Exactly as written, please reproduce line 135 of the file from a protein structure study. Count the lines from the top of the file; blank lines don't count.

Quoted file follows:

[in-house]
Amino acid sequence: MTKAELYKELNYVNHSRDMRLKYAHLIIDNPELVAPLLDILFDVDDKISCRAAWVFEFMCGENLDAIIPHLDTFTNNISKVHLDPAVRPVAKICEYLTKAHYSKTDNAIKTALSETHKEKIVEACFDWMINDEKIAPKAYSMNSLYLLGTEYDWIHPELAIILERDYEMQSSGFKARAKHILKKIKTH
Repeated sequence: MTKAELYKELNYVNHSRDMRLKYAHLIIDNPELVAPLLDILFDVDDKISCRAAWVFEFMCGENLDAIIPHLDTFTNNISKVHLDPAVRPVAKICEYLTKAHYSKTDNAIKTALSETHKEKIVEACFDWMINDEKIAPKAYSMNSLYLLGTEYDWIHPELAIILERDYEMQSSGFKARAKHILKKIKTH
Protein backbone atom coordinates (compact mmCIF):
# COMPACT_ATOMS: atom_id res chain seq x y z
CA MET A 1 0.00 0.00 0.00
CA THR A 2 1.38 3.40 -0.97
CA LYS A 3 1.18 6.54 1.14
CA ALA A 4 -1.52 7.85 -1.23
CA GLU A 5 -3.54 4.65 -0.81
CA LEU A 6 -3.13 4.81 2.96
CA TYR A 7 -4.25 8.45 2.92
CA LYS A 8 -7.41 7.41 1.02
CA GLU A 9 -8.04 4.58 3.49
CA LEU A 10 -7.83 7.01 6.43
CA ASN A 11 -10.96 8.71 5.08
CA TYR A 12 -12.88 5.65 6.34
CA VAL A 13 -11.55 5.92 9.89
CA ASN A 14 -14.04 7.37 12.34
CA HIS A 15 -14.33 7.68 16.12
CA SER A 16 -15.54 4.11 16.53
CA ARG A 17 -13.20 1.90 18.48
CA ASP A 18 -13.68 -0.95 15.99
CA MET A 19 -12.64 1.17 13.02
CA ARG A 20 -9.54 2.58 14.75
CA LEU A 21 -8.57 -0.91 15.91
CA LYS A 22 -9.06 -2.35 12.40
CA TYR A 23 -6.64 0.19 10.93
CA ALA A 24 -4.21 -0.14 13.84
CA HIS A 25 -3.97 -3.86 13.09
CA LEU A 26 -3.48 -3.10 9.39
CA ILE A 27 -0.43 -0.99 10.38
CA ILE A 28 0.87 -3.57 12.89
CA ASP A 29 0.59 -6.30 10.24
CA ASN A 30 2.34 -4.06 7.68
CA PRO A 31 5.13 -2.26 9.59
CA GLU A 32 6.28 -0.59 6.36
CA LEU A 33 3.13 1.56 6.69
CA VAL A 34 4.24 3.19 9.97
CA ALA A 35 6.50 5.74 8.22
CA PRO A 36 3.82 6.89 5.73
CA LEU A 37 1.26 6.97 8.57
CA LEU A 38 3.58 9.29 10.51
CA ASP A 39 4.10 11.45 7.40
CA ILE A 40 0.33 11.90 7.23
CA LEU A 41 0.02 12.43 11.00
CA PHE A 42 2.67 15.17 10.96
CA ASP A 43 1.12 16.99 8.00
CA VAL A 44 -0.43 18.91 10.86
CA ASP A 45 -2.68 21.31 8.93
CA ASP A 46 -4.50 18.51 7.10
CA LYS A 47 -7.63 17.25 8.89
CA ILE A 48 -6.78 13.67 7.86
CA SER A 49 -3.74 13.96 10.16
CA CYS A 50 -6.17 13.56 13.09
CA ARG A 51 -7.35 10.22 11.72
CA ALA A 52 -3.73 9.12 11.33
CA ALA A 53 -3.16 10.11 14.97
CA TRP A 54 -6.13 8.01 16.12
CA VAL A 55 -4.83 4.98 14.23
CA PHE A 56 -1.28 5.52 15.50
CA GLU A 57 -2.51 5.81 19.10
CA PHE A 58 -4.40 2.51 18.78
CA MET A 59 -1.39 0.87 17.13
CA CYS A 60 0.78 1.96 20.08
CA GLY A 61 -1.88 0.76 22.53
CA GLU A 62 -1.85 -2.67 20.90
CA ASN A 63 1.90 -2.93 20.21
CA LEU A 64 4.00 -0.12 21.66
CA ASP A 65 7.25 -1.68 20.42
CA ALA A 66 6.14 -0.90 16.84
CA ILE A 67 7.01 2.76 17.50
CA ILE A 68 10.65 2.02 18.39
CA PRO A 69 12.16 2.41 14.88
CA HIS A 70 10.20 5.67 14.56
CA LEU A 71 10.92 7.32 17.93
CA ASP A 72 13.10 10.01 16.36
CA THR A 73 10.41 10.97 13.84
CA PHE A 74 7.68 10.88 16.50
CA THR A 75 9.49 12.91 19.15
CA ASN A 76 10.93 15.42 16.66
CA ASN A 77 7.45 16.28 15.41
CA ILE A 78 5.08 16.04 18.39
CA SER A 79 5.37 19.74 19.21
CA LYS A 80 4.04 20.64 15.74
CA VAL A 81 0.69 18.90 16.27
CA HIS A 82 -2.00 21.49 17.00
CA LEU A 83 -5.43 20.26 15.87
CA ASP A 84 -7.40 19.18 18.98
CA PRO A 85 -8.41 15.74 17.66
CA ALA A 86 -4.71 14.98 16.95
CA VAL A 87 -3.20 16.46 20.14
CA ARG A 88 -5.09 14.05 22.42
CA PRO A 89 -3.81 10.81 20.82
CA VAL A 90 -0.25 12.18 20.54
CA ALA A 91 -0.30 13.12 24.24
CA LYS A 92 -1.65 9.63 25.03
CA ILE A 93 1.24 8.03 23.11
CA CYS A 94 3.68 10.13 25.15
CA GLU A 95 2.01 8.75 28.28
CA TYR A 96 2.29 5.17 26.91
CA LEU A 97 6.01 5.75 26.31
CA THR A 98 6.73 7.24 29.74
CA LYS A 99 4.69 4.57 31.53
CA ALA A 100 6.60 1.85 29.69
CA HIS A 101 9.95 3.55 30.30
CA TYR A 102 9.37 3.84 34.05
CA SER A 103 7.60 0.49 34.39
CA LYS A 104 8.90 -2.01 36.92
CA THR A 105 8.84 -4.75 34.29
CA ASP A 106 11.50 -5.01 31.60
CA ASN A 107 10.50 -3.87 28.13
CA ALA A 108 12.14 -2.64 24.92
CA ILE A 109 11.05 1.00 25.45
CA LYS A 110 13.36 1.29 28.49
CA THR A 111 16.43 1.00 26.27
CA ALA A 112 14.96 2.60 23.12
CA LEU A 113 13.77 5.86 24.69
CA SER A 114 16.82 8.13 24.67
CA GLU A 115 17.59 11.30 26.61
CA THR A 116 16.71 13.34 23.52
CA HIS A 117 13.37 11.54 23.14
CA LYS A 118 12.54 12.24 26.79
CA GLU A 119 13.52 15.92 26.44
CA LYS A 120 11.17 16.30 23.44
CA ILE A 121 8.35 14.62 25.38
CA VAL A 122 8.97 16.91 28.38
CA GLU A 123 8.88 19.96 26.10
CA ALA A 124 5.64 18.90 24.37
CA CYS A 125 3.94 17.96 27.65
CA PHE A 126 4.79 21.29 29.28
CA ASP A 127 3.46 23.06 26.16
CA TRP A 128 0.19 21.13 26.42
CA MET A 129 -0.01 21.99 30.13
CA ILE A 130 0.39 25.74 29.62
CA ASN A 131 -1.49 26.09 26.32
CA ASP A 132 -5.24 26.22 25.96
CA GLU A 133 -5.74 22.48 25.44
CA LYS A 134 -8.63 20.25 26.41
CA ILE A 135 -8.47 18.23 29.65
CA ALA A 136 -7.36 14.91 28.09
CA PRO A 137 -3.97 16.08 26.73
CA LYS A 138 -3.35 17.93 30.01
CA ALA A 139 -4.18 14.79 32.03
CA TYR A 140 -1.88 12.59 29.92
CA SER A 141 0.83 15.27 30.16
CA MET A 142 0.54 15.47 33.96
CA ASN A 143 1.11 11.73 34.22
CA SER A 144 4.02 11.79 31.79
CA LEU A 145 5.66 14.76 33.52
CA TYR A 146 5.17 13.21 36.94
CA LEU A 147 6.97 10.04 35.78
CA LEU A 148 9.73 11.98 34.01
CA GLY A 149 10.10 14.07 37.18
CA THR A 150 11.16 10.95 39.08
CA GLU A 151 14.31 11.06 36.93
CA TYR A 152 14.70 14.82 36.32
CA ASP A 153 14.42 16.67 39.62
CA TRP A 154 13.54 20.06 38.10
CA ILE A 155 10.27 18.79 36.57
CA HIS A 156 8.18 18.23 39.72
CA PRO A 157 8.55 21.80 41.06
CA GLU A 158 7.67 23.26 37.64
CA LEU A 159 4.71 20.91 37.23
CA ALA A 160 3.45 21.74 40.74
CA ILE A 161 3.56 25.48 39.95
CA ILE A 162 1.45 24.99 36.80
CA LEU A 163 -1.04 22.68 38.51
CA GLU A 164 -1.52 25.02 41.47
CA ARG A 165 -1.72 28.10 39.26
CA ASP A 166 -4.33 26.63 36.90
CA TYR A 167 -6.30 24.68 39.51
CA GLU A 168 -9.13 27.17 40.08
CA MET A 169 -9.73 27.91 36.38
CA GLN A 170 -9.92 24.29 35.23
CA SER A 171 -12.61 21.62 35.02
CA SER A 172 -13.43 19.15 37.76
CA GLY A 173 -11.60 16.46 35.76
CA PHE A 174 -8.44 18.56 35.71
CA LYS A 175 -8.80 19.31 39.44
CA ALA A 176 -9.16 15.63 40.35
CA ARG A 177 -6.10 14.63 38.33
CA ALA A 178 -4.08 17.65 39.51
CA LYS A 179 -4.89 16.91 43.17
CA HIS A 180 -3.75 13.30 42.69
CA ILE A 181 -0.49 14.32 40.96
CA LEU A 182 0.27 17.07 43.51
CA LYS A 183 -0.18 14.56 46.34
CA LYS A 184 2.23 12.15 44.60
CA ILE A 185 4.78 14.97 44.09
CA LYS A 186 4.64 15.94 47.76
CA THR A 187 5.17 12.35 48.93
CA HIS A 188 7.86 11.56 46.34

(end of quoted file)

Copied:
CA ILE A 130 0.39 25.74 29.62